Coordination of sound and view management is essential to construct tranquility and enhance the visitor experience in protected areas. However, research on audio-visual interactions has historically primarily focused on urban environments, revealing a significant gap in protected areas. In China, soundscape research is urgently needed in protected areas to preserve the long tradition of soundscape appreciation and the high social and ecological values of soundscapes under overwhelming tourism pressure. Using the Wulingyuan World Heritage Site as the case study and through the lens of ten semantic differentials (SDs), this article employed a lab experiment to explore the influence of audio-visual interactions on soundscape assessment to inform the management of protected areas. Our results show that, regardless of the soundscape composition (i.e., primarily natural vs. mixed vs. anthropogenic), the two types of visual stimuli tested, which either matches or mismatches the sound sampling sites, generally led to higher soundscape assessment than when no visual stimuli were present. This positive effect of audio-visual interaction on soundscape assessment, however, would potentially be offset by the adverse visual impacts of overly artificial non-matching scenes. The nature of the sound, characteristics of the visual stimuli, and the personality dimension of extraversion were significantly associated with soundscape assessment. Different SDs exhibited varied influences from visual vs. audio stimuli. In particular, irritating/happy and ugly/beautiful showed the highest sensitivity to visual stimuli, whereas artificial/natural was mainly determined by the sound characteristics. These results call for multi-scale landscape interventions to address the increasingly prevalent low audio-visual congruence in China's protected areas. Identifying critical mismatches between the visual and audio environment and developing coordinated management strategies will be essential to preserving the tranquility of protected areas and improving public perception.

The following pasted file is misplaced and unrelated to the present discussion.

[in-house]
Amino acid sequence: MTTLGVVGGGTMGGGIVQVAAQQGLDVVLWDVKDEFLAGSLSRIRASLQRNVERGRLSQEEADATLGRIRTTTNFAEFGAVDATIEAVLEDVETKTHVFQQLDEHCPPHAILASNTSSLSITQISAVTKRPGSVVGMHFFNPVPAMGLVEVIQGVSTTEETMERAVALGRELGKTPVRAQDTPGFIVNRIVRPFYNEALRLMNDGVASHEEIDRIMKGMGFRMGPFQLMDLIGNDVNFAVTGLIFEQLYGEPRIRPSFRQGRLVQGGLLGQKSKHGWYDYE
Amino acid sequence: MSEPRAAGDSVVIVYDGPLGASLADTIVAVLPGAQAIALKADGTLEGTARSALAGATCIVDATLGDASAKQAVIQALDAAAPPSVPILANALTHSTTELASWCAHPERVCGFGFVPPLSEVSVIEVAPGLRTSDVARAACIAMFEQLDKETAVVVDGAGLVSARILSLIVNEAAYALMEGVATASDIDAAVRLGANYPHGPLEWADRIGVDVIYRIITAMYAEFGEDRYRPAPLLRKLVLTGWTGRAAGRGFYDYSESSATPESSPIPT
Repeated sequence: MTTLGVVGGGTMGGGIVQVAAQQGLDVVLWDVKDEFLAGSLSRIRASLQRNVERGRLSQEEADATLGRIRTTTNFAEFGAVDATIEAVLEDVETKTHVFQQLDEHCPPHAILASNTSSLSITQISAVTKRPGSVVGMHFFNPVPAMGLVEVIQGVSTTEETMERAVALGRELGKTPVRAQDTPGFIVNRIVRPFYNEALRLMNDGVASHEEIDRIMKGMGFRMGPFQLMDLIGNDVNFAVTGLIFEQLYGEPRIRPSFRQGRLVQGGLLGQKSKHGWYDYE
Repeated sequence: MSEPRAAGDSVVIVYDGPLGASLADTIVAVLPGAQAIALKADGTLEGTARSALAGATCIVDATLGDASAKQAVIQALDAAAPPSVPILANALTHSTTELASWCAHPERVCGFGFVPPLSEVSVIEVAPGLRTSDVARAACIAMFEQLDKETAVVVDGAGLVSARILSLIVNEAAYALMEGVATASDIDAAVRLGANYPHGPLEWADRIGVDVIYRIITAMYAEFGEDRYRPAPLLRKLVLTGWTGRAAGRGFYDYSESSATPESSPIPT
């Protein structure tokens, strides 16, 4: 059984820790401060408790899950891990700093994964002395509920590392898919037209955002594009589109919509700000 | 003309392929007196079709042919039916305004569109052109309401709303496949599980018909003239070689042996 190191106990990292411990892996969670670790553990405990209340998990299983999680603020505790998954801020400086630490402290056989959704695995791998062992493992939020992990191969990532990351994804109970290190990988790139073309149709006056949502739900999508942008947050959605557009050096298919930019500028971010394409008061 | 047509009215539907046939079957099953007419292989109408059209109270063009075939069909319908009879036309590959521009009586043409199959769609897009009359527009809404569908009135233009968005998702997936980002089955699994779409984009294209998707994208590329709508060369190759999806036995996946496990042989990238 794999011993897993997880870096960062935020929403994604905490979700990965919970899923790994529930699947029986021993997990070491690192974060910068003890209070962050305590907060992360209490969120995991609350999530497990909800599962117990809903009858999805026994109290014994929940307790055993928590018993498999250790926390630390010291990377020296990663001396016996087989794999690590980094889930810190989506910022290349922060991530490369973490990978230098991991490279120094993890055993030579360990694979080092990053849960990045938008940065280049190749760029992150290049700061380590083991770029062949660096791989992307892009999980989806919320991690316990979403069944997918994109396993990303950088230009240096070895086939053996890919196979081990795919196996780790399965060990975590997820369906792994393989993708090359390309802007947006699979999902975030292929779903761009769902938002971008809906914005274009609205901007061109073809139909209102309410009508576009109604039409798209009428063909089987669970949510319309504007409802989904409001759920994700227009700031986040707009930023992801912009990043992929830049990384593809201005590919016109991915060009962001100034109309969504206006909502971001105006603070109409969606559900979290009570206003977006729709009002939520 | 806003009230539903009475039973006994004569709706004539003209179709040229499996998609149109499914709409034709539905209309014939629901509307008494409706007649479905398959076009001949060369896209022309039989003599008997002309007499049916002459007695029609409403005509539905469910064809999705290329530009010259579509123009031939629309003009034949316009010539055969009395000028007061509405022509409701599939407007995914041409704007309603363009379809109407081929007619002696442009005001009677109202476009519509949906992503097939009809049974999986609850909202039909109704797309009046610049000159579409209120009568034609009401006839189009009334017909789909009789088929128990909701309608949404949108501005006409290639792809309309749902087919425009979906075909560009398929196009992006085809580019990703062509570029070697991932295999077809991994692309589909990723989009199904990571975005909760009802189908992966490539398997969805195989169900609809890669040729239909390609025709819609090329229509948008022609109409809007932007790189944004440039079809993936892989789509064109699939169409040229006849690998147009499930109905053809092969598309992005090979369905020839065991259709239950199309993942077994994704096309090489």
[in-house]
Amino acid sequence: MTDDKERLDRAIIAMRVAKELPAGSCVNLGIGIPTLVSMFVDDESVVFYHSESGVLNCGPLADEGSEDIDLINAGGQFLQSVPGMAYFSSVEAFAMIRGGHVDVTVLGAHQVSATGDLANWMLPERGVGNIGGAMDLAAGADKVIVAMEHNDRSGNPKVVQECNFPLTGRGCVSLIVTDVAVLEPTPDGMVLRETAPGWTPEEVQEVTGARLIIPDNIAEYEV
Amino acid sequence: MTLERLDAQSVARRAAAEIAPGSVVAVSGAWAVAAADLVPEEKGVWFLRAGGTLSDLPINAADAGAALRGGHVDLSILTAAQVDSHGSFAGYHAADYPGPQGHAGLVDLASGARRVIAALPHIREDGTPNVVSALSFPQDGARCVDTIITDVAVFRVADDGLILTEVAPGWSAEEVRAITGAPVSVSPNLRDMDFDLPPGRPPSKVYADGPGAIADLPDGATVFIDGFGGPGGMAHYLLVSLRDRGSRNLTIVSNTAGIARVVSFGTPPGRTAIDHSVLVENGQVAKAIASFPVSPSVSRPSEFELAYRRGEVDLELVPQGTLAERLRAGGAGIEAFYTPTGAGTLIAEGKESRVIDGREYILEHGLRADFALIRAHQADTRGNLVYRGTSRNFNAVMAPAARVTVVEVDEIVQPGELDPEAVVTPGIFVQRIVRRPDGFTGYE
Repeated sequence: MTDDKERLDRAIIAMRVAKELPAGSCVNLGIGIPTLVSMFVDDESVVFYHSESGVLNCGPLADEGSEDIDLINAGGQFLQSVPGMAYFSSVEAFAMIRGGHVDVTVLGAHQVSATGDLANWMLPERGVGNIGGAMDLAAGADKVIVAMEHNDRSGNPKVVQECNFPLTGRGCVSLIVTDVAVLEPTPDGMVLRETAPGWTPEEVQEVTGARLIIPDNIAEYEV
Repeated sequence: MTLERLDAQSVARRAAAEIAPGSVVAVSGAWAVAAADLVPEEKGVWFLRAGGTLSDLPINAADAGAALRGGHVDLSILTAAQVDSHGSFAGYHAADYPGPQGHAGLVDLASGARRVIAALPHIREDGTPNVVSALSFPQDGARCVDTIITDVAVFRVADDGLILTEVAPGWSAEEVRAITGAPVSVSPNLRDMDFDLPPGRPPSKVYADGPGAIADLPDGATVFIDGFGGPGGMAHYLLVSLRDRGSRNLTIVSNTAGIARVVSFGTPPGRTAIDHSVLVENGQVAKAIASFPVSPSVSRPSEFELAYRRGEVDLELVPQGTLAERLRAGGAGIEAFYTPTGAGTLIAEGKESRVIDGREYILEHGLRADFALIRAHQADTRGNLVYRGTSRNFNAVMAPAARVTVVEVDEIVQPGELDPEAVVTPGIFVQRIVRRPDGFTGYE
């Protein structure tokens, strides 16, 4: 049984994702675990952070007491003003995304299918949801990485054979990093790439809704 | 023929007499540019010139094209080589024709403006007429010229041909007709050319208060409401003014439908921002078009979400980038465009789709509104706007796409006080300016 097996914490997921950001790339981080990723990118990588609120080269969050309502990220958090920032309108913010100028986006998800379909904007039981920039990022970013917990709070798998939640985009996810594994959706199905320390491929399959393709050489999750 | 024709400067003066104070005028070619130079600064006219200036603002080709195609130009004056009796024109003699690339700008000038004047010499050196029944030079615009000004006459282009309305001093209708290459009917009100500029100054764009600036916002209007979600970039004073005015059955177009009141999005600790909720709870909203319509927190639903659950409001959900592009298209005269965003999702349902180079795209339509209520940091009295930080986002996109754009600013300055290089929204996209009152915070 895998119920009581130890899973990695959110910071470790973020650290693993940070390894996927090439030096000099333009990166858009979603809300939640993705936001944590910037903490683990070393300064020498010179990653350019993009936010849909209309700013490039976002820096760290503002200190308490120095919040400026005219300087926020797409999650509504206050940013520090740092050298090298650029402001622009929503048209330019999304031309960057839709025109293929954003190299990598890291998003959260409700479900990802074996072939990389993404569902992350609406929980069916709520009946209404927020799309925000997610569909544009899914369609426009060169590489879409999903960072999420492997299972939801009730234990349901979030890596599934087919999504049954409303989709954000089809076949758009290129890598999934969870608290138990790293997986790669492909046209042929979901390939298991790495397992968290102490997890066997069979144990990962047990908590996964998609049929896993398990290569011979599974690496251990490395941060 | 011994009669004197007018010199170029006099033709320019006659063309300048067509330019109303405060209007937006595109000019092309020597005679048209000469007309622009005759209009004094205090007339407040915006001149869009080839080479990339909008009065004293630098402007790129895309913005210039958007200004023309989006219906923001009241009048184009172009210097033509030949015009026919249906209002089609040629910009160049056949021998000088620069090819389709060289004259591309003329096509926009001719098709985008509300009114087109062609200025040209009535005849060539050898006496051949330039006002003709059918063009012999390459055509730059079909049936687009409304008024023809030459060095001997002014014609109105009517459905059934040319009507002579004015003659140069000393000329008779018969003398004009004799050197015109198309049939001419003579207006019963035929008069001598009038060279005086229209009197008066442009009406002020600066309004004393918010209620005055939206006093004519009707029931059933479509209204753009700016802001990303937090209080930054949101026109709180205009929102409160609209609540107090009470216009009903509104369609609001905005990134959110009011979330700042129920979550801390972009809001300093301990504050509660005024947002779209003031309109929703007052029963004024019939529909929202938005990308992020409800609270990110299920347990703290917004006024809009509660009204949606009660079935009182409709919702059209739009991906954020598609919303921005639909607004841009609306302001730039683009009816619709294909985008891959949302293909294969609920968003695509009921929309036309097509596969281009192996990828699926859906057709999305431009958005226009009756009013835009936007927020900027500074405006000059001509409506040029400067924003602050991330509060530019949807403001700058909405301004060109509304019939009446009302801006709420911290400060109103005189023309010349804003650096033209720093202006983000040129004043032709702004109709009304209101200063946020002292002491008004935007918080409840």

All Science Journal Classification (ASJC) codes
- Soil Science